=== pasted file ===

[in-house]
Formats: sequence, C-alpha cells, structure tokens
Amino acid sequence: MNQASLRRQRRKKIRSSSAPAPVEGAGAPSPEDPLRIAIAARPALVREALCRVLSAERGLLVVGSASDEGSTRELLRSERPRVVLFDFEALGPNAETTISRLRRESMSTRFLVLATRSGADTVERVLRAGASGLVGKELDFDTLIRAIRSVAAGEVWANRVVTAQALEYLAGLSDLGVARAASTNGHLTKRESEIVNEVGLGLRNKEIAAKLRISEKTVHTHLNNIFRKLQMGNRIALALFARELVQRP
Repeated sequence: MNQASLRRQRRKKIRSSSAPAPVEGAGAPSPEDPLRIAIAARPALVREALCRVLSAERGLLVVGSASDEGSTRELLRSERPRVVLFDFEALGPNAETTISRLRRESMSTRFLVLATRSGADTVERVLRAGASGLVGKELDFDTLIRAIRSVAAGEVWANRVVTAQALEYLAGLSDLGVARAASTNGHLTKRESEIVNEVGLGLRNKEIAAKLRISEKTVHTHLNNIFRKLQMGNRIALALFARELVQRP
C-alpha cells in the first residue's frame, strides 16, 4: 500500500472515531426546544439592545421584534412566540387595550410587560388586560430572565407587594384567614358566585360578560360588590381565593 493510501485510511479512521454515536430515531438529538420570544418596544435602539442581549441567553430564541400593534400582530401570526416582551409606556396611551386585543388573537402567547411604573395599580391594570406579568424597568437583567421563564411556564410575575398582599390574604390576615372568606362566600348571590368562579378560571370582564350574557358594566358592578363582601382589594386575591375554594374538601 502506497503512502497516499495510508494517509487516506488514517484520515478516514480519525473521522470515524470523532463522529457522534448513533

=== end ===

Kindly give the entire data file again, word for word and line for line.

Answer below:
[in-house]
Formats: sequence, C-alpha cells, structure tokens
Amino acid sequence: MNQASLRRQRRKKIRSSSAPAPVEGAGAPSPEDPLRIAIAARPALVREALCRVLSAERGLLVVGSASDEGSTRELLRSERPRVVLFDFEALGPNAETTISRLRRESMSTRFLVLATRSGADTVERVLRAGASGLVGKELDFDTLIRAIRSVAAGEVWANRVVTAQALEYLAGLSDLGVARAASTNGHLTKRESEIVNEVGLGLRNKEIAAKLRISEKTVHTHLNNIFRKLQMGNRIALALFARELVQRP
Repeated sequence: MNQASLRRQRRKKIRSSSAPAPVEGAGAPSPEDPLRIAIAARPALVREALCRVLSAERGLLVVGSASDEGSTRELLRSERPRVVLFDFEALGPNAETTISRLRRESMSTRFLVLATRSGADTVERVLRAGASGLVGKELDFDTLIRAIRSVAAGEVWANRVVTAQALEYLAGLSDLGVARAASTNGHLTKRESEIVNEVGLGLRNKEIAAKLRISEKTVHTHLNNIFRKLQMGNRIALALFARELVQRP
C-alpha cells in the first residue's frame, strides 16, 4: 500500500472515531426546544439592545421584534412566540387595550410587560388586560430572565407587594384567614358566585360578560360588590381565593 493510501485510511479512521454515536430515531438529538420570544418596544435602539442581549441567553430564541400593534400582530401570526416582551409606556396611551386585543388573537402567547411604573395599580391594570406579568424597568437583567421563564411556564410575575398582599390574604390576615372568606362566600348571590368562579378560571370582564350574557358594566358592578363582601382589594386575591375554594374538601 502506497503512502497516499495510508494517509487516506488514517484520515478516514480519525473521522470515524470523532463522529457522534448513533